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400 Years of Injustice

After having heard Free Egunfemi talk about her mission of exposing the stories of African American history in a way that the museums and government organizations won’t I went into the exhibition with a bit of a new mindset. One that made me question what part of history was on display and what had been tucked away to be forgotten. The way the exhibit had been curated into four section based on the timeline of events made it easy for me to follow even though it was a little cheesy. The first half of it felt like I was walking through the pages of a text book. The second half where it became more interactive and showed the stories of real people and their effect on history was much more engaging to me although I still felt them lacking in some realism.

I feel like for the first two sections that were farther in the past they could have focused the attention on less individuals and dug deeper into their stories, maybe even connecting them to present day Richmond in some way. The fact that there is so much history involving African Americans in Richmond alone and very little of this was expressed through Determined was disappointing. They didn’t even mention Brother Gabriel although he is a great part of Richmond’s history. I feel like we are lucky to have an organization like Untold RVA to bring these stories to the light.

I like to think of American history as a whole, rather than African American History because this makes it seem less relevant and like a part that can be avoided. After leaving the museum I was curious to see if the exhibit was permanent or if it was just temporary, and disappointingly, I found it to be temporary, closing this March. Although it was missing things, I feel like it still started some needed discussions to a broader audience and the fact that an American history museum doesn’t commemorate the stories of African Americans is like leaving out a major part of history. I have recently learned through a different class that in all of Germany there is not a single statue or museum commemorating the Nazis. All Holocaust memorials focus on the victims and the thousands killed. There are also laws that have been passed, making sure that schools continue to teach the Nazi time in depth making sure not to leave the worst parts out. Whereas, America has statues that continue to praise confederate leaders, and has forgotten the names of many important slaves and African Americans over the years. Relating this back to the exhibit, I feel like the way history has been represented was through eyes that are ashamed of what happened and because of this focused more on the positive aspects or just grazed the surface of the injustice, omitting much of the struggle that these people had to endure.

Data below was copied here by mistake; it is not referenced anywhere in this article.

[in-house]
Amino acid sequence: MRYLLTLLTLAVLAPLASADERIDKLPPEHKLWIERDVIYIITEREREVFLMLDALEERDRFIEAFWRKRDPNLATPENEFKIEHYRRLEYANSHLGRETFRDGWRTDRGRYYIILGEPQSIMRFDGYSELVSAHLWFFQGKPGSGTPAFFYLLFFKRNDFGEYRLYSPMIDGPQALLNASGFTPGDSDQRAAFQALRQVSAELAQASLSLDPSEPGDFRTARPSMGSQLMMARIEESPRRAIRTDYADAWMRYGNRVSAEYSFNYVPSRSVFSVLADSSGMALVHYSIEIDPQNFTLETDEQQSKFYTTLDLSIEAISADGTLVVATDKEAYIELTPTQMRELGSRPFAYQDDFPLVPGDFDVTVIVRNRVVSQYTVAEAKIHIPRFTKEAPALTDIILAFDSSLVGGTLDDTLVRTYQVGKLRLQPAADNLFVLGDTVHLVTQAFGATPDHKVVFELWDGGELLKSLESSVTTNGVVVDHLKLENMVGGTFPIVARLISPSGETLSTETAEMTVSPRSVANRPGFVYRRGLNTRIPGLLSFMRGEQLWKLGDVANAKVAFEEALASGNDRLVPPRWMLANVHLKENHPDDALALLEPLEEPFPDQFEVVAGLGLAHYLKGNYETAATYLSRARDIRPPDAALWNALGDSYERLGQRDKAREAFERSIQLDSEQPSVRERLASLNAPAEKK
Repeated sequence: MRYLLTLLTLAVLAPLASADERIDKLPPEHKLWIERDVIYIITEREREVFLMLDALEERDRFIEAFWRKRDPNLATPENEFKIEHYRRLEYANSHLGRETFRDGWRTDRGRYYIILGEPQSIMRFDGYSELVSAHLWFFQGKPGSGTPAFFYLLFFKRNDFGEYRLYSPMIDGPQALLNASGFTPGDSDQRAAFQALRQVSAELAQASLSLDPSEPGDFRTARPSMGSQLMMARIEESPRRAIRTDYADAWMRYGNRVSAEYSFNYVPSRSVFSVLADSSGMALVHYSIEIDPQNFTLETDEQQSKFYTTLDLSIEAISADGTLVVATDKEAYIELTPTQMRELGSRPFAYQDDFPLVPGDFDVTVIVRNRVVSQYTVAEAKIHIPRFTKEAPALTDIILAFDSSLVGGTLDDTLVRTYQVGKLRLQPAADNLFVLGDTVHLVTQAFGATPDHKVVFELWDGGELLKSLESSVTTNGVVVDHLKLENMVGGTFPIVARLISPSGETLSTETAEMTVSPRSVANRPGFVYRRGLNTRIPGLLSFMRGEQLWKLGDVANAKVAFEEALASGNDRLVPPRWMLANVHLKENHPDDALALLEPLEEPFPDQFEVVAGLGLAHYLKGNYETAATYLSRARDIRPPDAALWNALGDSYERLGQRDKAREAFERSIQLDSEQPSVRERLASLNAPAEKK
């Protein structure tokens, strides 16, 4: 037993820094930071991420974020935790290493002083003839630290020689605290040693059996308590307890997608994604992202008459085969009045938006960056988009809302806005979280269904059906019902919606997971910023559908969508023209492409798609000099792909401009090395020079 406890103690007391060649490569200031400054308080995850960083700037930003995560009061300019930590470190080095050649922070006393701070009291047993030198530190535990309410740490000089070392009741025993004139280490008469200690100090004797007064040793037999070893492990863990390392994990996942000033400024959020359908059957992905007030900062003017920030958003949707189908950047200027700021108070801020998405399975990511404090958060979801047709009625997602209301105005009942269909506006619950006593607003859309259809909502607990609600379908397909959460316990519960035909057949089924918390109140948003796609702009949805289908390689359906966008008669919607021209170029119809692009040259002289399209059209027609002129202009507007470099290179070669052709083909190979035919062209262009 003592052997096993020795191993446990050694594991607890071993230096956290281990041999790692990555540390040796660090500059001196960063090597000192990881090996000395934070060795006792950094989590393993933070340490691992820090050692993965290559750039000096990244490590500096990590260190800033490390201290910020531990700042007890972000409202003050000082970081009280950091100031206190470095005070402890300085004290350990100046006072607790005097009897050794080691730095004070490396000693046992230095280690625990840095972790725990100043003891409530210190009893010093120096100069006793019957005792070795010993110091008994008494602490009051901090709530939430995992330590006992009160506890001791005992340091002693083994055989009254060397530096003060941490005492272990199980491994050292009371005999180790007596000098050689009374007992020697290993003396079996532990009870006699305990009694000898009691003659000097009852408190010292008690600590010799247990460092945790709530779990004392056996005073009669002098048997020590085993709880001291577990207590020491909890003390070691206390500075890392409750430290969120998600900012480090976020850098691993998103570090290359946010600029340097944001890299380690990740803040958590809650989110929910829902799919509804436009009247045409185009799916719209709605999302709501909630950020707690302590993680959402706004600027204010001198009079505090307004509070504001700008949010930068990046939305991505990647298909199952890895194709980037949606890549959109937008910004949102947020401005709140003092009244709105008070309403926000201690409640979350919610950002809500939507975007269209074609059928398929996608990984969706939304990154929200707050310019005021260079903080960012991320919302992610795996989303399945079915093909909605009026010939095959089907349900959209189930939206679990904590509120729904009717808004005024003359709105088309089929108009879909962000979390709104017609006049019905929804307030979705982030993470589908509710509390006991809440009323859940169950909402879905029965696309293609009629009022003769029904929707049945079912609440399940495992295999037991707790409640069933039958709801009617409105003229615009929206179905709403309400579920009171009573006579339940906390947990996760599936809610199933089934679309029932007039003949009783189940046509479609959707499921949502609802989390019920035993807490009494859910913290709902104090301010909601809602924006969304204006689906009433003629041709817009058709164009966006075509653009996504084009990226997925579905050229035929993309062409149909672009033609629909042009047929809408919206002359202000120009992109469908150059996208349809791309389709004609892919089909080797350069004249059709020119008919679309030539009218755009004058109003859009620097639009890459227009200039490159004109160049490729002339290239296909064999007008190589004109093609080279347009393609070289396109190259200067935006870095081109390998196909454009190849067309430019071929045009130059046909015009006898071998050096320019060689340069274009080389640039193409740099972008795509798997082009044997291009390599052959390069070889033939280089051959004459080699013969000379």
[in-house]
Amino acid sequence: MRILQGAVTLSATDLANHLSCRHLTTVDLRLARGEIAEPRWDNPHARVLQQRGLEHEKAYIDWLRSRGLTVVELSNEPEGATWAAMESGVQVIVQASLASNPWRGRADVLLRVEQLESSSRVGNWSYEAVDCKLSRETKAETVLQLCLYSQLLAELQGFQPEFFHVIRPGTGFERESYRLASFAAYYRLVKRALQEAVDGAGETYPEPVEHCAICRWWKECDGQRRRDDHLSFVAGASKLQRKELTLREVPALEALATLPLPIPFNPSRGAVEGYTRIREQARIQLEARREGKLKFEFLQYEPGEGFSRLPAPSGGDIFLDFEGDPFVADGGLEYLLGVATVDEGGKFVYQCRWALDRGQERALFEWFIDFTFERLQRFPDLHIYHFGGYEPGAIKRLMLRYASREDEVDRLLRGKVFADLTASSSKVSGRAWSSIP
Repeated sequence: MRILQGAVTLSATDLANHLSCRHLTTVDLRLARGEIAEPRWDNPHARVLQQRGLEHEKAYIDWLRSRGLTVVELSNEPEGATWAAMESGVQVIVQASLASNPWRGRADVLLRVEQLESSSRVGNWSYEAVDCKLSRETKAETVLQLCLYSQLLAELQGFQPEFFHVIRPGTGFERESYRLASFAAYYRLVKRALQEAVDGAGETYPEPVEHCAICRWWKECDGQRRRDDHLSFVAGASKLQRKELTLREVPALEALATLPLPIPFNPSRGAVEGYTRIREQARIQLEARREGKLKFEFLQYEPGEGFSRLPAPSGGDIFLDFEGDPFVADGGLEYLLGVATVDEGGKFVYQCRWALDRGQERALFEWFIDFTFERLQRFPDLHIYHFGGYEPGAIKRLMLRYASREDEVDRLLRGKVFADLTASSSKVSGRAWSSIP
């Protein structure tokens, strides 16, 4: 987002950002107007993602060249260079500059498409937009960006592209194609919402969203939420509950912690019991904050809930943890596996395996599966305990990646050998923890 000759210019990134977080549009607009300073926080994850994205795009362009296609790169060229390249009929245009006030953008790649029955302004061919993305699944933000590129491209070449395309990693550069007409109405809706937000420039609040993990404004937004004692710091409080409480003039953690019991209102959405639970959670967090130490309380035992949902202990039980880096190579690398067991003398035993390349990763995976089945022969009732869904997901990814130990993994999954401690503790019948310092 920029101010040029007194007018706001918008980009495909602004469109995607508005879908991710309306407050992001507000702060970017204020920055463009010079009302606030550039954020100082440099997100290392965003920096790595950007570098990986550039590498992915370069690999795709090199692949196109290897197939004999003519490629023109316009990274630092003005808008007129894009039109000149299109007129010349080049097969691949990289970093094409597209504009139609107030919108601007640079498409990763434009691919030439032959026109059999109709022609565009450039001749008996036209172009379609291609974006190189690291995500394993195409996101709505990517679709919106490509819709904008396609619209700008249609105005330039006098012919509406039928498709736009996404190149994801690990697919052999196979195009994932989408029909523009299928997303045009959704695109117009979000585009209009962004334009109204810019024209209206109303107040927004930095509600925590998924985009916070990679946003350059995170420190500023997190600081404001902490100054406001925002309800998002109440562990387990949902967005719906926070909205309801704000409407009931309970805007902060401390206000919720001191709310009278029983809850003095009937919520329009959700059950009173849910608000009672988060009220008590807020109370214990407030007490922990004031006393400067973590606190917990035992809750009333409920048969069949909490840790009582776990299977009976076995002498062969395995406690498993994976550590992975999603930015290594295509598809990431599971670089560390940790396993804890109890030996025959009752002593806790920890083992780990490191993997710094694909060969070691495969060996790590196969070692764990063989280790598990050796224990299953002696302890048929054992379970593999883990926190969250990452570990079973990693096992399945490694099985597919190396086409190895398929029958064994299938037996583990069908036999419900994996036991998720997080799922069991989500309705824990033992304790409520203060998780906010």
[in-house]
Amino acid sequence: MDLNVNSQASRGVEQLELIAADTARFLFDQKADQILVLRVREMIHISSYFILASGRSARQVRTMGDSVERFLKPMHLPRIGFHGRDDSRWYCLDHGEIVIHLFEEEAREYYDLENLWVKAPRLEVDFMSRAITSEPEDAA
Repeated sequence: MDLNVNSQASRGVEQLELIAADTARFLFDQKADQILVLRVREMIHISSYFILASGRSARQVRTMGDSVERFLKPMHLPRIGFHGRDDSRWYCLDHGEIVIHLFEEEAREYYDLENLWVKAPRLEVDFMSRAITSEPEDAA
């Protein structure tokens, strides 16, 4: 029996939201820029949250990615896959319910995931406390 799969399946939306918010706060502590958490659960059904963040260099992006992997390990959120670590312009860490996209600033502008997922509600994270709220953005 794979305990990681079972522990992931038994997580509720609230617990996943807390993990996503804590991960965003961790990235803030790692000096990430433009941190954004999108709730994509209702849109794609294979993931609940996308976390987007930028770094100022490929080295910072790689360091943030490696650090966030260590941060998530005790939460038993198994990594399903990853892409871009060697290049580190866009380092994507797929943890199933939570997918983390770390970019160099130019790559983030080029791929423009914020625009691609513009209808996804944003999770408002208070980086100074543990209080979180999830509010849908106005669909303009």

The section I found the most interesting and powerful was at the very end where there was the family tree that had the family names of many of the Richmond families, it was cool to see how interconnected everything is. I also liked how the last bit was interactive and you could see other people’s reactions to the exhibit. I do feel as though they made the ending of the exhibit a bit too joyful because yes, although we have made it very far in the 400 years of injustice, the fight for equality and against racism in the US is still going on, and that should not be overlooked.